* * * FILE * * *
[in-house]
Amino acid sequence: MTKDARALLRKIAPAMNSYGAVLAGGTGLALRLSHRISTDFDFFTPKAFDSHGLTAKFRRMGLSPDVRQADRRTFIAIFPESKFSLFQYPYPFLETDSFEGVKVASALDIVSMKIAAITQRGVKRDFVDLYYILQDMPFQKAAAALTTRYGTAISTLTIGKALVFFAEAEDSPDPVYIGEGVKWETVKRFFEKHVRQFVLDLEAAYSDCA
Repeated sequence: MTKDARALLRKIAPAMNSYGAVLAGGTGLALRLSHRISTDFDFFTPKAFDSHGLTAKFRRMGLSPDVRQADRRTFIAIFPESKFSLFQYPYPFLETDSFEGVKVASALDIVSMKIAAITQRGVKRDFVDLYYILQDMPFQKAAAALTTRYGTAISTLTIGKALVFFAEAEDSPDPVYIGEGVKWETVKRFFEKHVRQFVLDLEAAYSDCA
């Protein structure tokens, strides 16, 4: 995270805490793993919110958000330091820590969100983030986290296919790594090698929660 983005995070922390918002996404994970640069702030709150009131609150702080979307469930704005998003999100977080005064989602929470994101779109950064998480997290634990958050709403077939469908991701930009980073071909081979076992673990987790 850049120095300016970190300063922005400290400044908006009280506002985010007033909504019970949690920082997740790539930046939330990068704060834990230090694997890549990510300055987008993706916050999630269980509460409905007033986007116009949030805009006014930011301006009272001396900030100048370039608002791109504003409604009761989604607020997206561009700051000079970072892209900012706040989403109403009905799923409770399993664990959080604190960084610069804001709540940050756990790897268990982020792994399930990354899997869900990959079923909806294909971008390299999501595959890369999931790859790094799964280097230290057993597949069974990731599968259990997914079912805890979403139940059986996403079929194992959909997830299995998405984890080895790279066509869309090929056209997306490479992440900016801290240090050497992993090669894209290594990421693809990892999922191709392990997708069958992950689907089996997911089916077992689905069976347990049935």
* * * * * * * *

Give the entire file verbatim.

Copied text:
[in-house]
Amino acid sequence: MTKDARALLRKIAPAMNSYGAVLAGGTGLALRLSHRISTDFDFFTPKAFDSHGLTAKFRRMGLSPDVRQADRRTFIAIFPESKFSLFQYPYPFLETDSFEGVKVASALDIVSMKIAAITQRGVKRDFVDLYYILQDMPFQKAAAALTTRYGTAISTLTIGKALVFFAEAEDSPDPVYIGEGVKWETVKRFFEKHVRQFVLDLEAAYSDCA
Repeated sequence: MTKDARALLRKIAPAMNSYGAVLAGGTGLALRLSHRISTDFDFFTPKAFDSHGLTAKFRRMGLSPDVRQADRRTFIAIFPESKFSLFQYPYPFLETDSFEGVKVASALDIVSMKIAAITQRGVKRDFVDLYYILQDMPFQKAAAALTTRYGTAISTLTIGKALVFFAEAEDSPDPVYIGEGVKWETVKRFFEKHVRQFVLDLEAAYSDCA
């Protein structure tokens, strides 16, 4: 995270805490793993919110958000330091820590969100983030986290296919790594090698929660 983005995070922390918002996404994970640069702030709150009131609150702080979307469930704005998003999100977080005064989602929470994101779109950064998480997290634990958050709403077939469908991701930009980073071909081979076992673990987790 850049120095300016970190300063922005400290400044908006009280506002985010007033909504019970949690920082997740790539930046939330990068704060834990230090694997890549990510300055987008993706916050999630269980509460409905007033986007116009949030805009006014930011301006009272001396900030100048370039608002791109504003409604009761989604607020997206561009700051000079970072892209900012706040989403109403009905799923409770399993664990959080604190960084610069804001709540940050756990790897268990982020792994399930990354899997869900990959079923909806294909971008390299999501595959890369999931790859790094799964280097230290057993597949069974990731599968259990997914079912805890979403139940059986996403079929194992959909997830299995998405984890080895790279066509869309090929056209997306490479992440900016801290240090050497992993090669894209290594990421693809990892999922191709392990997708069958992950689907089996997911089916077992689905069976347990049935």